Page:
Thursday, April 09, 2009

The Lord’s Supper

An education in higher mathematics has several side effects. The student learns how vast his ignorance is and always will be, but he also gains a cheerful insouciant confidence that he can tackle the same problems that exercised the great masters. In that humble spirit I want to think about the institution established by our Lord on the night we celebrate today.

Begin with the documents. The passages cited are from BibleGateway, NIV edition.


26While they were eating, Jesus took bread, gave thanks and broke it, and gave it to his disciples, saying, "Take and eat; this is my body."

27Then he took the cup, gave thanks and offered it to them, saying, "Drink from it, all of you. 28This is my blood of the covenant, which is poured out for many for the forgiveness of sins. 29I tell you, I will not drink of this fruit of the vine from now on until that day when I drink it anew with you in my Father's kingdom."

30When they had sung a hymn, they went out to the Mount of Olives.


22While they were eating, Jesus took bread, gave thanks and broke it, and gave it to his disciples, saying, "Take it; this is my body."

23Then he took the cup, gave thanks and offered it to them, and they all drank from it.

24"This is my blood of the covenant, which is poured out for many," he said to them. 25"I tell you the truth, I will not drink again of the fruit of the vine until that day when I drink it anew in the kingdom of God."

26When they had sung a hymn, they went out to the Mount of Olives.


14When the hour came, Jesus and his apostles reclined at the table. 15And he said to them, "I have eagerly desired to eat this Passover with you before I suffer. 16For I tell you, I will not eat it again until it finds fulfillment in the kingdom of God."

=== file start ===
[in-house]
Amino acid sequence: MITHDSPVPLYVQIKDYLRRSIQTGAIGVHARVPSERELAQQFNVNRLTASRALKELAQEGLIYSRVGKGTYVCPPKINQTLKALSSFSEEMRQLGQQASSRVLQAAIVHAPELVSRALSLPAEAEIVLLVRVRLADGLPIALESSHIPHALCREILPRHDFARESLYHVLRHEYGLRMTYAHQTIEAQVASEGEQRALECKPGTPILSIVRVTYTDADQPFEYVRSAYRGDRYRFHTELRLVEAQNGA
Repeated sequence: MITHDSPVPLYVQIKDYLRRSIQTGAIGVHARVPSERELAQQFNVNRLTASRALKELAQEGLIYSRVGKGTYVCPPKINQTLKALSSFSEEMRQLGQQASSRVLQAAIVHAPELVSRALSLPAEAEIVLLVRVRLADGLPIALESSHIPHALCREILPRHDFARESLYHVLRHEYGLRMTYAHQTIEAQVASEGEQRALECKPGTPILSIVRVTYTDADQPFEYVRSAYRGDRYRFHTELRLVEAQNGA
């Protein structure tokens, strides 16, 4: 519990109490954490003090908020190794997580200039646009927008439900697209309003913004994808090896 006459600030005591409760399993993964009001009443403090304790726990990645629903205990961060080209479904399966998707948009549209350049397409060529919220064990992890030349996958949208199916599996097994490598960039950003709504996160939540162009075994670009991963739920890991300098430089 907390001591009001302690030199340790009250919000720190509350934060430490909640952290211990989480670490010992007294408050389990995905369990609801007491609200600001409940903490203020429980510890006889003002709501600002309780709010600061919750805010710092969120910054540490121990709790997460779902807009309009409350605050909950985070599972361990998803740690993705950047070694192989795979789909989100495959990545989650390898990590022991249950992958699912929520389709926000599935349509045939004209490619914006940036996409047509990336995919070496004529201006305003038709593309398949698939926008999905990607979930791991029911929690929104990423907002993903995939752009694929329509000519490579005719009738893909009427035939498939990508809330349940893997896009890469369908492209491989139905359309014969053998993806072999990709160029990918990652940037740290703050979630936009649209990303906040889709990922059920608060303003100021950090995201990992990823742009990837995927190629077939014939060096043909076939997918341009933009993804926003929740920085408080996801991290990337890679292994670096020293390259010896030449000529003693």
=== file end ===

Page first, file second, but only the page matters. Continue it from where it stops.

17After taking the cup, he gave thanks and said, "Take this and divide it among you. 18For I tell you I will not drink again of the fruit of the vine until the kingdom of God comes."

19And he took bread, gave thanks and broke it, and gave it to them, saying, "This is my body given for you; do this in remembrance of me."

20In the same way, after the supper he took the cup, saying, "This cup is the new covenant in my blood, which is poured out for you.

John 7

25When they found him on the other side of the lake, they asked him, "Rabbi, when did you get here?"

26Jesus answered, "I tell you the truth, you are looking for me, not because you saw miraculous signs but because you ate the loaves and had your fill. 27Do not work for food that spoils, but for food that endures to eternal life, which the Son of Man will give you. On him God the Father has placed his seal of approval."

28Then they asked him, "What must we do to do the works God requires?"

29Jesus answered, "The work of God is this: to believe in the one he has sent."

30So they asked him, "What miraculous sign then will you give that we may see it and believe you? What will you do? 31Our forefathers ate the manna in the desert; as it is written: 'He gave them bread from heaven to eat.'"

32Jesus said to them, "I tell you the truth, it is not Moses who has given you the bread from heaven, but it is my Father who gives you the true bread from heaven. 33For the bread of God is he who comes down from heaven and gives life to the world."

34"Sir," they said, "from now on give us this bread."

35Then Jesus declared, "I am the bread of life. He who comes to me will never go hungry, and he who believes in me will never be thirsty. 36But as I told you, you have seen me and still you do not believe. 37All that the Father gives me will come to me, and whoever comes to me I will never drive away. 38For I have come down from heaven not to do my will but to do the will of him who sent me. 39And this is the will of him who sent me, that I shall lose none of all that he has given me, but raise them up at the last day. 40For my Father's will is that everyone who looks to the Son and believes in him shall have eternal life, and I will raise him up at the last day."

41At this the Jews began to grumble about him because he said, "I am the bread that came down from heaven." 42They said, "Is this not Jesus, the son of Joseph, whose father and mother we know? How can he now say, 'I came down from heaven'?"